If your orthopaedic injury was caused by an accident that was not your fault, you should consider filing an orthopaedic injury claim for compensation. While compensation can’t make up for your pain, suffering and trauma, it can help ease the financial burden on you and your family.
What Is An Orthopaedic Injury
Any injury that affects the musculoskeletal system is known as an orthopaedic injury. Orthopaedic injuries can be wide ranging and include:
- Wrist and ankle strains and sprains
- Broken bones, fractures, and amputations
- Muscle, ligament and tendon injuries
- Spinal injuries
- Dislocation of a joint
- Overuse or repetitive strain injuries
All of these injuries can be painful and have far-reaching consequences. They can affect your mobility temporarily or permanently.
Causes & Consequences Of Orthopaedic Injuries
Orthopaedic injuries can be caused through several different ways.
Severe trauma to the bone can cause broken bones, fractures, amputations, or spinal injuries. Some of the most common causes of orthopaedic injury claims are:
Muscle, ligament and tendon injuries are typically caused due to overloading accidents, where the affected person carries out strenuous physical work without using proper lifting and carrying aids.
Overuse or repetitive stress injuries result from the person carrying out the same activity non-stop for extended periods of time. This damages the soft tissues.
Medical negligence can result in all sorts of orthopaedic injuries from minor to very serious. These might be caused due to misreading X-rays or misdiagnosis resulting in delay of appropriate treatment, issues encountered during joint replacement surgery, post-operative infection, faulty equipment or negligence during surgery leading to spinal or nerve damage.
Depending on the severity of the injury, it may even be years before your mobility is fully restored. Most of these injuries do not heal on their own. They require surgery followed by extended periods of physiotherapy to heal completely. Some injuries may cause permanent instability or weakness in the area. It is not uncommon for secondary conditions, such as osteoporosis or osteoarthritis to develop.
If any of these injuries are caused by negligence then an orthopaedic injury claim for compensation may be pursued.
Making An Orthopaedic Injury Claim
Orthopaedic injuries are painful and can keep you off your feet for weeks if not months or even years. In addition to lowering the quality of life, they can also force you to take leave from work, which means loss of income and loss of potential perks such as bonuses or promotional opportunities.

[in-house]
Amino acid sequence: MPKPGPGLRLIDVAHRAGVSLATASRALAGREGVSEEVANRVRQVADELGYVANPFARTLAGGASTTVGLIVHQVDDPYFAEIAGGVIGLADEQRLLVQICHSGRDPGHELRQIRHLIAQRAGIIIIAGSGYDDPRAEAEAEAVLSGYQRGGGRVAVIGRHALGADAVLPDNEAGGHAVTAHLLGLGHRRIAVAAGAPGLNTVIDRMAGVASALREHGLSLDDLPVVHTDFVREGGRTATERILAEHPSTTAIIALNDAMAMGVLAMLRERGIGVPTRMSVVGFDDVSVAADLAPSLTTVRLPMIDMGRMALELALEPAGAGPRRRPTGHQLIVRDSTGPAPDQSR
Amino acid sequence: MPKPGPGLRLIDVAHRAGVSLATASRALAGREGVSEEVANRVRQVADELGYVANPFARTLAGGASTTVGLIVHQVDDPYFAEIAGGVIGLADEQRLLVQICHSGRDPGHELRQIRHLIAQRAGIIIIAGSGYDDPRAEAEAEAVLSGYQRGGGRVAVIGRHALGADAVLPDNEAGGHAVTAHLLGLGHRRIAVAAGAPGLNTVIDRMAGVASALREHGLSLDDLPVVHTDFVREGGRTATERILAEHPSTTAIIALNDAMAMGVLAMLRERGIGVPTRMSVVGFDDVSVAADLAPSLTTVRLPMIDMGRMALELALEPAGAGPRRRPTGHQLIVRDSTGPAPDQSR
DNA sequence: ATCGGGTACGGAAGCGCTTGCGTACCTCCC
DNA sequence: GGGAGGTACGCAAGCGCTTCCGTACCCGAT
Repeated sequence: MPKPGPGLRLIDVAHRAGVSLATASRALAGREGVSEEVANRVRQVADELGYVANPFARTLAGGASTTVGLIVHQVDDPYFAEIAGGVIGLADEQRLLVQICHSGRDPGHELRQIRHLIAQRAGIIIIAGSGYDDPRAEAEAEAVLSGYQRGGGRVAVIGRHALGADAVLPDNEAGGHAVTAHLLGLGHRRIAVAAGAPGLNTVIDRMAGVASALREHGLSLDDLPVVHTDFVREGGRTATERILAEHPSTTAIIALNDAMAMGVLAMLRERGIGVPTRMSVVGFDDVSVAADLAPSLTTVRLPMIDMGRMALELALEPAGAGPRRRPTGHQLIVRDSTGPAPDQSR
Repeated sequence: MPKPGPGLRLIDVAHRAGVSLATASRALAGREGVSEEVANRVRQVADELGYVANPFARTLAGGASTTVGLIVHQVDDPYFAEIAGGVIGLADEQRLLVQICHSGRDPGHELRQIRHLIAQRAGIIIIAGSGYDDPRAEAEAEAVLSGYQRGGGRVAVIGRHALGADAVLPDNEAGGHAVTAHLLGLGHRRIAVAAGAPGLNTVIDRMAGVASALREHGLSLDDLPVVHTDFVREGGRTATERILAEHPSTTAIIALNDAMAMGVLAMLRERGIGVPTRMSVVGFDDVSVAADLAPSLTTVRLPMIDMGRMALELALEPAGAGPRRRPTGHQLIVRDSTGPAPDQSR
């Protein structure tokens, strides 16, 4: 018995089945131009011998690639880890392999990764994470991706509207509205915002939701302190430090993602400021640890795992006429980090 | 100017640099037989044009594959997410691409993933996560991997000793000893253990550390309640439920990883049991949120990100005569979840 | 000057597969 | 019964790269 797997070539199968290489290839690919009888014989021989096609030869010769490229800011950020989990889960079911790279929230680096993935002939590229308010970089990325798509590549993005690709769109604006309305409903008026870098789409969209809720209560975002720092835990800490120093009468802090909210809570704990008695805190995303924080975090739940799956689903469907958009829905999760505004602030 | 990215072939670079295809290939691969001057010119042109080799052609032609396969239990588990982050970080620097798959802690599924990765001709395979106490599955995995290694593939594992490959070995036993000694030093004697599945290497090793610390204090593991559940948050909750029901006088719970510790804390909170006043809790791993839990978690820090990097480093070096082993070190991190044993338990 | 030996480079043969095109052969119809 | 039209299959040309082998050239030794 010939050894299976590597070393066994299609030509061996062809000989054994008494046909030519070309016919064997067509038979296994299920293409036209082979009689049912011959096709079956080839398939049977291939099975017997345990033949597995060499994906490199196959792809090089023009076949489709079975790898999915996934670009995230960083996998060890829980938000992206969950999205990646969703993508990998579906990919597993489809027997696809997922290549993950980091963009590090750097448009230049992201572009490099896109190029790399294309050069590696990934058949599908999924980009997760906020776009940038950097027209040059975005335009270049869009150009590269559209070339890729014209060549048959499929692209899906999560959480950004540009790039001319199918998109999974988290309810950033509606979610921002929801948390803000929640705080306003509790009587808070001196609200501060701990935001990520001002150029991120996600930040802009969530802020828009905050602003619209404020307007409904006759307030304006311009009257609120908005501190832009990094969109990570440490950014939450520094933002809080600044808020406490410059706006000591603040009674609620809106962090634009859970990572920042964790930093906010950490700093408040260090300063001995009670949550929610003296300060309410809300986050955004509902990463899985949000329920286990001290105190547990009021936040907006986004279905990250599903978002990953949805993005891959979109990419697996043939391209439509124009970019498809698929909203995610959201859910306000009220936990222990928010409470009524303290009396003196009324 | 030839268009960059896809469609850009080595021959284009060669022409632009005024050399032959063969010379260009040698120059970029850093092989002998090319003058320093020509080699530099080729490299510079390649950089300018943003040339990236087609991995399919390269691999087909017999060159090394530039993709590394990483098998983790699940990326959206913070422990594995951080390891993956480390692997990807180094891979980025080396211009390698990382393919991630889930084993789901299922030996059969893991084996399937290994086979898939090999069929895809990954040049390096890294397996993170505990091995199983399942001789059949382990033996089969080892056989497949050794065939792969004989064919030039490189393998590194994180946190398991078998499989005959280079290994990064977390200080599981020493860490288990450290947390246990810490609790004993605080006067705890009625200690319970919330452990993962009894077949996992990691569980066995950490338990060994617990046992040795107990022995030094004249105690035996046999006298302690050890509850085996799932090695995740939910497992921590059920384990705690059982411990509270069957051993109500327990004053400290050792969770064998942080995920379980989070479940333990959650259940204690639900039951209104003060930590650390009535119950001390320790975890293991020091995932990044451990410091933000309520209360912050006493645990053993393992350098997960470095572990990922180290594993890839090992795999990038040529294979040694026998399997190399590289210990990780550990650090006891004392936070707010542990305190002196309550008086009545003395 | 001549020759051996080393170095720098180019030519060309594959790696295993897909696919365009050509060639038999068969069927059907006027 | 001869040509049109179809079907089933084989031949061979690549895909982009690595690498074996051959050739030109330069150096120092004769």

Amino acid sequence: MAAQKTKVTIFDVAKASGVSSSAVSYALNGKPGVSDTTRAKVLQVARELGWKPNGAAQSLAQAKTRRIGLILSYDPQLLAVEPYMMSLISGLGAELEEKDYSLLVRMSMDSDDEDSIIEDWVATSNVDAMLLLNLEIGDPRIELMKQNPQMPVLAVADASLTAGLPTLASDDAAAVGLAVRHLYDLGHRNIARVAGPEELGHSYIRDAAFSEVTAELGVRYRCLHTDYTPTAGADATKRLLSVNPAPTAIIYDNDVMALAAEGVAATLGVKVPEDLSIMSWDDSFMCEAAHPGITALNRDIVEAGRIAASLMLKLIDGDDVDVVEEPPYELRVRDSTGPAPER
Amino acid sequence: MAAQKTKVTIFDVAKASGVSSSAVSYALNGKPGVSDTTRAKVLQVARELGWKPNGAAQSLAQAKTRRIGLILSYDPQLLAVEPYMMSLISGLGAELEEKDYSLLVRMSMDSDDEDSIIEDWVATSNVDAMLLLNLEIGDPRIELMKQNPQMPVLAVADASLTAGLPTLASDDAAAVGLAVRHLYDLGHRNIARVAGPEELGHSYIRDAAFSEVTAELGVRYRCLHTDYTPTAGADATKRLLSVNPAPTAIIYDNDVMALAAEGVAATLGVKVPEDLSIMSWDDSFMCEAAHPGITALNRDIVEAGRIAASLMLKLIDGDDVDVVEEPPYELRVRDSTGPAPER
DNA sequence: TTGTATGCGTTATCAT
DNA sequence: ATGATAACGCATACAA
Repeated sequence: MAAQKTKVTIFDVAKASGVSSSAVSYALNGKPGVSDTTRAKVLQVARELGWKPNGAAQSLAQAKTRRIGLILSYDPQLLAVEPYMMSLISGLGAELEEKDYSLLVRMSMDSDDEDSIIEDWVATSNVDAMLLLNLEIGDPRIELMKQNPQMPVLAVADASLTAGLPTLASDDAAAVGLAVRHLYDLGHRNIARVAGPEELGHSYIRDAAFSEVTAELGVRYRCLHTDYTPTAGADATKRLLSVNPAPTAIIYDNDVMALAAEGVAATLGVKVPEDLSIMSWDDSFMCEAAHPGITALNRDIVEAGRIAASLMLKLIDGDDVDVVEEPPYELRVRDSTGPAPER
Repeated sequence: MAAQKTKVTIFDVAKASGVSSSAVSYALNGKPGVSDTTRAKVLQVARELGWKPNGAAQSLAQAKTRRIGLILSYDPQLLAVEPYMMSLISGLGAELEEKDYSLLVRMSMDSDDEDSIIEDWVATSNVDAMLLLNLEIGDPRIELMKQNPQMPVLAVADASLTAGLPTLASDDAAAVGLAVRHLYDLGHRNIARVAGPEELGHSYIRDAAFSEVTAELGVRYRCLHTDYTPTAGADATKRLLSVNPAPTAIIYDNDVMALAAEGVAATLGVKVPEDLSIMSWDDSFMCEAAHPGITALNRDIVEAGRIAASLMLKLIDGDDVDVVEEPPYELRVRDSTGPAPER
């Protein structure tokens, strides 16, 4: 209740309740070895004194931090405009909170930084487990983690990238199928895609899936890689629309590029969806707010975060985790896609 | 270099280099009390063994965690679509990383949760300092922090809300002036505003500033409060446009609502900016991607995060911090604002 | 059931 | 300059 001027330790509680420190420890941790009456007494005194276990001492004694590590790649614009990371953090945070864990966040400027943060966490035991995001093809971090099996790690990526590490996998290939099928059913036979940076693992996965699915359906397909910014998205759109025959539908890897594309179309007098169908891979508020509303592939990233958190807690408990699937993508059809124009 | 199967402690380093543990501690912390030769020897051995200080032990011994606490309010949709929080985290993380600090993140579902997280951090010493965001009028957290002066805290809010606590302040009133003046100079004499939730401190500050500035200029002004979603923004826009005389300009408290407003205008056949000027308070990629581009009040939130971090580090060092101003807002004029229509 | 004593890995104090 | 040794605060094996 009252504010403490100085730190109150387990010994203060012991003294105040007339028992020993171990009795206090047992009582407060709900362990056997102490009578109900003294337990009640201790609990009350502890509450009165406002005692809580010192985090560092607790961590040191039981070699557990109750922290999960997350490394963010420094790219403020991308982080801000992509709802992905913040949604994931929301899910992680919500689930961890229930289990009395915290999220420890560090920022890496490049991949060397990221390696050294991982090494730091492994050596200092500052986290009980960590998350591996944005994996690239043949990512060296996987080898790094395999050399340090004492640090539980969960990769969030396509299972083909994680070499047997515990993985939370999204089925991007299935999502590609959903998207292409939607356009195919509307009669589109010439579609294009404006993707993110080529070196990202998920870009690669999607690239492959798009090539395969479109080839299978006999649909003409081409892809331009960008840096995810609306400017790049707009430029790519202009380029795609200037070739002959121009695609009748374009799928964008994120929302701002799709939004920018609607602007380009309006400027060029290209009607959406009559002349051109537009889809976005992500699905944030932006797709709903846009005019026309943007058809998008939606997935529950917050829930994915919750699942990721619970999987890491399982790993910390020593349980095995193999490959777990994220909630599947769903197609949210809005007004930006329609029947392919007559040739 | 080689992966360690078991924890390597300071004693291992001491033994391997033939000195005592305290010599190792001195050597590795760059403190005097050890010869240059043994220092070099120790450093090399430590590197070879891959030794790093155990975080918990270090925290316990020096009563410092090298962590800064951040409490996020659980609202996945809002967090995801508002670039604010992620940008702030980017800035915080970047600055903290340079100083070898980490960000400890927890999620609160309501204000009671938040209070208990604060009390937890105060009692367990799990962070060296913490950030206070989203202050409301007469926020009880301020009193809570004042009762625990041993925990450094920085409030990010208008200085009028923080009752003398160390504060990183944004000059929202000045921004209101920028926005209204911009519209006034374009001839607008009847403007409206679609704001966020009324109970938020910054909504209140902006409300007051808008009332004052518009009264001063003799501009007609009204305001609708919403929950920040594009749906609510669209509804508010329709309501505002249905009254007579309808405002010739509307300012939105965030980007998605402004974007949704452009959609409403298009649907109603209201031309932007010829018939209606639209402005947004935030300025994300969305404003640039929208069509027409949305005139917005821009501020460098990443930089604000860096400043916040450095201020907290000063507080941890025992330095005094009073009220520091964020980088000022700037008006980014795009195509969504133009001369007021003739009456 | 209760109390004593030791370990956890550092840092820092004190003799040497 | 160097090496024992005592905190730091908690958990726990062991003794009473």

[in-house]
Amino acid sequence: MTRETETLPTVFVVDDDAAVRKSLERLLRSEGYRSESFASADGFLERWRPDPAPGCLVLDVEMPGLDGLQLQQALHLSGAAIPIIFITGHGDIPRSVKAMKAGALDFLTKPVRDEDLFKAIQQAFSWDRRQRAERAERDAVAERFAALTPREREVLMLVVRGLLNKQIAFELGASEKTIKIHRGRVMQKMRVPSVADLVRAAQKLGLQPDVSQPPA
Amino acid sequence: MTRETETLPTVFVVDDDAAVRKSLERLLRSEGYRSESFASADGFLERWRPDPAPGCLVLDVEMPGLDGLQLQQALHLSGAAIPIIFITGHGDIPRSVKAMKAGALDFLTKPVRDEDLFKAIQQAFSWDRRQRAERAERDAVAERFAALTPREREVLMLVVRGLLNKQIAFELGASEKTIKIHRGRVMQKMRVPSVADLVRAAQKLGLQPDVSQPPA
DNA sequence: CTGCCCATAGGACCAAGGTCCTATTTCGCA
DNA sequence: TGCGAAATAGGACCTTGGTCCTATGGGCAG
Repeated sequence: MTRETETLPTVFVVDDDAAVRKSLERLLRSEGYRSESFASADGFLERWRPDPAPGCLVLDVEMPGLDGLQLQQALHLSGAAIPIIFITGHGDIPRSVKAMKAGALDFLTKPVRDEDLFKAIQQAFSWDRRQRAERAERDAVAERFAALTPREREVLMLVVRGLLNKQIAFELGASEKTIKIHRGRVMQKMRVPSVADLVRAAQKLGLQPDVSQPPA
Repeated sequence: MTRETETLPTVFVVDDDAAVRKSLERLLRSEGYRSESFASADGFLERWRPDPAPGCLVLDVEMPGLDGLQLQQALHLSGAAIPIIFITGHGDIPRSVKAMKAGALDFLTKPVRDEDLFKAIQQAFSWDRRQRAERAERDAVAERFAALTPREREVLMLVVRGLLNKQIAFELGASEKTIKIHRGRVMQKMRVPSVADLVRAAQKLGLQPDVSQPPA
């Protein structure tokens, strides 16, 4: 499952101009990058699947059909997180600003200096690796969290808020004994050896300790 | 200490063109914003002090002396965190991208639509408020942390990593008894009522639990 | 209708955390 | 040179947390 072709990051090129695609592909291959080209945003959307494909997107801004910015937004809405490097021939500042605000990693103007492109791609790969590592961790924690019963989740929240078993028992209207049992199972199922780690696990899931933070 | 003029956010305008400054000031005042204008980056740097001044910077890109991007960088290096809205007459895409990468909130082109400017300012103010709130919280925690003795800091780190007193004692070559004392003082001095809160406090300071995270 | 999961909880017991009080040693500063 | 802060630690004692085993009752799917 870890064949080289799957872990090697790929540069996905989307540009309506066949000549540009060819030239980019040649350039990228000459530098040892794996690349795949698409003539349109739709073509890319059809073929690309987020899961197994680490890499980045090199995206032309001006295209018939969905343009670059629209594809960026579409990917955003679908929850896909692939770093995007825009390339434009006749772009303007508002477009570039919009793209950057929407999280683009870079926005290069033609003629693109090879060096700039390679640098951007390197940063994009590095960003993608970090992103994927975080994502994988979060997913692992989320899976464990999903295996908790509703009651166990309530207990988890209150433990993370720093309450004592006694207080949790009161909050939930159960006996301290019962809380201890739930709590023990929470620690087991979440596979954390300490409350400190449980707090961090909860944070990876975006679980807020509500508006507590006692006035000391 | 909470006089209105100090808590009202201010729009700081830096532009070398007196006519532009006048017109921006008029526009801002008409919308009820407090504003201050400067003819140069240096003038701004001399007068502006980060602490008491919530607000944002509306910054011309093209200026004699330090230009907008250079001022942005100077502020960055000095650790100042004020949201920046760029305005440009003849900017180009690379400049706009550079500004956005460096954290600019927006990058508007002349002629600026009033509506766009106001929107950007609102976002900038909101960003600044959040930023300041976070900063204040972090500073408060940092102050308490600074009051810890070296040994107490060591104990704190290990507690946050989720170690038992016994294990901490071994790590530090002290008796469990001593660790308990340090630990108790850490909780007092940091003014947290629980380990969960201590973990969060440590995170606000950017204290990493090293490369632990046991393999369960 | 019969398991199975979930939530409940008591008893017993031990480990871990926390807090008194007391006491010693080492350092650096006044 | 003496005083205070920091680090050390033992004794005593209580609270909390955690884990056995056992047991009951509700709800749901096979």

To regain even a minimum degree of independence, you may have to invest in some type of mobility device or make expensive structural changes to your home or vehicle.
With the above in mind, making an orthopaedic injury claim could see you receive compensation for the following:
- General pain and suffering
- Any medical expenses, such as cost of diagnostic tests and prescription medication, surgery, hospital bills, and long-term rehabilitation treatment
- Cost of all travel related to your treatment including taxi or public transport fares and parking fees
- Cost of making any structural adaptations to your home
- Cost of fitting assistive equipment to your vehicle to facilitate mobility and reduce your dependence on others
- Cost of mobility equipment such as a walker, wheelchair or other device
- Cost of home care if you can no longer manage housework independently
- Costs incurred by relatives or friends who have had to take time out to help and support you during recovery
- Loss of income from being forced to take time off from work
The best way to ensure that you file a successful orthopaedic injury claim and win the maximum compensation that is legally due to you is by getting a personal injury solicitor to make the claim for you.
What To Expect When You Consult With A Personal Injury Solicitor
When you get in touch with a personal injury solicitor for a free consultation on your orthopaedic injury claim, they will ask you about what injuries you have suffered, how severe they are, and what caused them. The may also want to look through what evidence you may already have that can help to bolster your claim.
If the evidence does not point to a no-fault injury, the solicitor will likely advise you to drop the claim. However, if all evidence points to a no-fault injury, the solicitor may advise you to file a claim for compensation. Most solicitors will also offer to waive upfront fees and make the claim using a No Win No Fee agreement.
A No Win No Fee agreement frees you from any financial burden or risk in the event that your claim is unsuccessful. The solicitor essentially takes all the financial risk and covers all the expenses associated with the claim until a decision one way or the other has been made. With us you only pay a success fee if your claim is successful. The fee is calculated as a percentage of the total amount awarded to you, and simply deducted from the compensation.
Time Limits For Filing Orthopaedic Injury Claims
There are strict time limits for filing personal injury claims. Orthopaedic injury claims should be filed within three years from the date of the accident or from when the injury was diagnosed. For example, if your injury was caused by medical negligence, you have three years from the date you found out that your injury was as a result of the treatment.
Three years may seem like a long time but it isn’t. Your solicitor needs some time to gather all the evidence, research precedents and consult with experts in order to put together a strong case. Get in touch with a personal injury solicitor at the earliest. The earlier you get legal advice and initiate proceedings for an orthopaedic injury claim, the earlier you can get the compensation you need to ease your financial burden.